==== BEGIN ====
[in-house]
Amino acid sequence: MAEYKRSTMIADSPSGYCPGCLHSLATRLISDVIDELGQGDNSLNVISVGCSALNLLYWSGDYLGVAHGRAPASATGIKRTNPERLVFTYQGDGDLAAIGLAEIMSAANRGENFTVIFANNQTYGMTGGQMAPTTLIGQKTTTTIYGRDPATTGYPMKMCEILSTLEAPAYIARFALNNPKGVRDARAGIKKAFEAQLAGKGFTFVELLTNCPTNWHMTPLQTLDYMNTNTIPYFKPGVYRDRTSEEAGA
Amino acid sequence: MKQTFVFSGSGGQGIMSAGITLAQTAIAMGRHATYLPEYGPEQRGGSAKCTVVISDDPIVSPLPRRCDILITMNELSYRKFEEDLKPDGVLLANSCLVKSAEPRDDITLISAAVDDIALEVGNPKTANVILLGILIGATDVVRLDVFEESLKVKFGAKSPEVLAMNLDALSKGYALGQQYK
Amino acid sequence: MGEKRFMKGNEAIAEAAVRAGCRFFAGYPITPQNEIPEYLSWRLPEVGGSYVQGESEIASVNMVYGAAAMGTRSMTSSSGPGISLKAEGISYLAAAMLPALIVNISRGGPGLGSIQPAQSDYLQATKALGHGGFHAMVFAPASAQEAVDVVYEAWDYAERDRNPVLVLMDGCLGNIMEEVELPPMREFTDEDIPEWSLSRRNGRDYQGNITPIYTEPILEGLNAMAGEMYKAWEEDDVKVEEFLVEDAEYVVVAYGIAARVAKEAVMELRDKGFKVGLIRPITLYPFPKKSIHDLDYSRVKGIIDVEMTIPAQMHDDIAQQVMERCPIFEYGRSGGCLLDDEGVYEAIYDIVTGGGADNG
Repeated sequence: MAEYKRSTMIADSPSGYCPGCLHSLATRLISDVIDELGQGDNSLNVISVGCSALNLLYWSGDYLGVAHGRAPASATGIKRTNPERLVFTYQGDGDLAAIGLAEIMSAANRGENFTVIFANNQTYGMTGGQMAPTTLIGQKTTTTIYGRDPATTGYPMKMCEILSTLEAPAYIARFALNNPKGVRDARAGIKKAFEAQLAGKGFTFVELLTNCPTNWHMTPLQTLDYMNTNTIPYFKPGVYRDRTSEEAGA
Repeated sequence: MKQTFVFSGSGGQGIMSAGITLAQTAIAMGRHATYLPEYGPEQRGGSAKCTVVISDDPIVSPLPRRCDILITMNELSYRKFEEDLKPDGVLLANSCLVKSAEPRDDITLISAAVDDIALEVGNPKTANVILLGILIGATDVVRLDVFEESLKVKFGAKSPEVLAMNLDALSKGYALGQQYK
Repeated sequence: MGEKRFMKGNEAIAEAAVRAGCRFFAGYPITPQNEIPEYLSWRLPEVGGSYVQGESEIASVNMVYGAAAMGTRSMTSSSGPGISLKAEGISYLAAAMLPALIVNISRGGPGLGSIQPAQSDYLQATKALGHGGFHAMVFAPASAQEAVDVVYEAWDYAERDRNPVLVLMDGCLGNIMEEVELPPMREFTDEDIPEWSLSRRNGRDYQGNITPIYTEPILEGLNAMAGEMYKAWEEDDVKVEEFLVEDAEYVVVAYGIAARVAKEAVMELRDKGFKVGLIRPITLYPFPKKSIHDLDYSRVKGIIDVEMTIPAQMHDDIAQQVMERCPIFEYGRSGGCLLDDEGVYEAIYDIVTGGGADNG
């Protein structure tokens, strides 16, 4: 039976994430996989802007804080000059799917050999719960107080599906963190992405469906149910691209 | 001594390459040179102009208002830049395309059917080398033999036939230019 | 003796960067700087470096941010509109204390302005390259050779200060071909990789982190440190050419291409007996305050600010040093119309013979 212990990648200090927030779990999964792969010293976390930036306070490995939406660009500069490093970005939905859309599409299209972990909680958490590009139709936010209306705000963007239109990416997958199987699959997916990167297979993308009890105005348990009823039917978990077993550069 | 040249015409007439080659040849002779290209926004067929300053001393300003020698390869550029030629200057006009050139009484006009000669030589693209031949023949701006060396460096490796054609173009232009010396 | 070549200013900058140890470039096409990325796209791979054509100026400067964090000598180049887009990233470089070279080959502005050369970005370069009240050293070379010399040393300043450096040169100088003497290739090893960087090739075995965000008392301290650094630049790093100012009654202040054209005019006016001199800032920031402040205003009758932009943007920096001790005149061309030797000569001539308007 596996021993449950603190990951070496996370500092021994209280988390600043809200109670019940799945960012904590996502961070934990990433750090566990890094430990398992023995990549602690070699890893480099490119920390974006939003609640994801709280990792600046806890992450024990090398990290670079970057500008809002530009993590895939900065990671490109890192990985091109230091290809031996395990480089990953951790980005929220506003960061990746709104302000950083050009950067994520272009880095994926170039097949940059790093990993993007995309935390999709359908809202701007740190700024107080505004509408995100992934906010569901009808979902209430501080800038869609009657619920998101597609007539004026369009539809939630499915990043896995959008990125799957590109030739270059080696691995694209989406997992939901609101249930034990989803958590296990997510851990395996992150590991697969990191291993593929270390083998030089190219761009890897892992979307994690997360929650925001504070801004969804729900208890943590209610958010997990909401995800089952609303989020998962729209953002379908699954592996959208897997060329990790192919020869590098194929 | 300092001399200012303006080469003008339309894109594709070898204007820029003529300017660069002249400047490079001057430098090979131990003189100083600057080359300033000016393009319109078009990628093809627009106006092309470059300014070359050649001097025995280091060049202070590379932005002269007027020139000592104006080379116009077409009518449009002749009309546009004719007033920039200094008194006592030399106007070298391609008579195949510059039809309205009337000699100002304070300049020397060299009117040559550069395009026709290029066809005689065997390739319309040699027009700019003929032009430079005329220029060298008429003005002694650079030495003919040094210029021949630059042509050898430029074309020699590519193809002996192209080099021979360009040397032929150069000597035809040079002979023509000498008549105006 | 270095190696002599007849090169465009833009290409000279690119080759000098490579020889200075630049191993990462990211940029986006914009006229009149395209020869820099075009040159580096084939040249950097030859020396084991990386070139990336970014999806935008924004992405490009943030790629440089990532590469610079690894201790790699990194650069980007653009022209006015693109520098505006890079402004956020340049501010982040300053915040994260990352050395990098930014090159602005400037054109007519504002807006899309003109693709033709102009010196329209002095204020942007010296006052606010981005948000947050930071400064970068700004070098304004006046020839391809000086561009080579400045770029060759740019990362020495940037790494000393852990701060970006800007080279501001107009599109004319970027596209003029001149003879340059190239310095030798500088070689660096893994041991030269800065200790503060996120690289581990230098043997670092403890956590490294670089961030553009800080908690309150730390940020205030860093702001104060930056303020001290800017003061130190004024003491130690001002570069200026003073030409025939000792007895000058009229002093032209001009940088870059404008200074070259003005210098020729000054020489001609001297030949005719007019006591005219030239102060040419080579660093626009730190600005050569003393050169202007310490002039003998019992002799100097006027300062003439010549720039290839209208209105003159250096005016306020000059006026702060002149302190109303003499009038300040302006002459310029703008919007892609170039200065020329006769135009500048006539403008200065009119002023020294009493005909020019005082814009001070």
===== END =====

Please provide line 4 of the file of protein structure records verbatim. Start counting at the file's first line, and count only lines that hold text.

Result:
Amino acid sequence: MGEKRFMKGNEAIAEAAVRAGCRFFAGYPITPQNEIPEYLSWRLPEVGGSYVQGESEIASVNMVYGAAAMGTRSMTSSSGPGISLKAEGISYLAAAMLPALIVNISRGGPGLGSIQPAQSDYLQATKALGHGGFHAMVFAPASAQEAVDVVYEAWDYAERDRNPVLVLMDGCLGNIMEEVELPPMREFTDEDIPEWSLSRRNGRDYQGNITPIYTEPILEGLNAMAGEMYKAWEEDDVKVEEFLVEDAEYVVVAYGIAARVAKEAVMELRDKGFKVGLIRPITLYPFPKKSIHDLDYSRVKGIIDVEMTIPAQMHDDIAQQVMERCPIFEYGRSGGCLLDDEGVYEAIYDIVTGGGADNG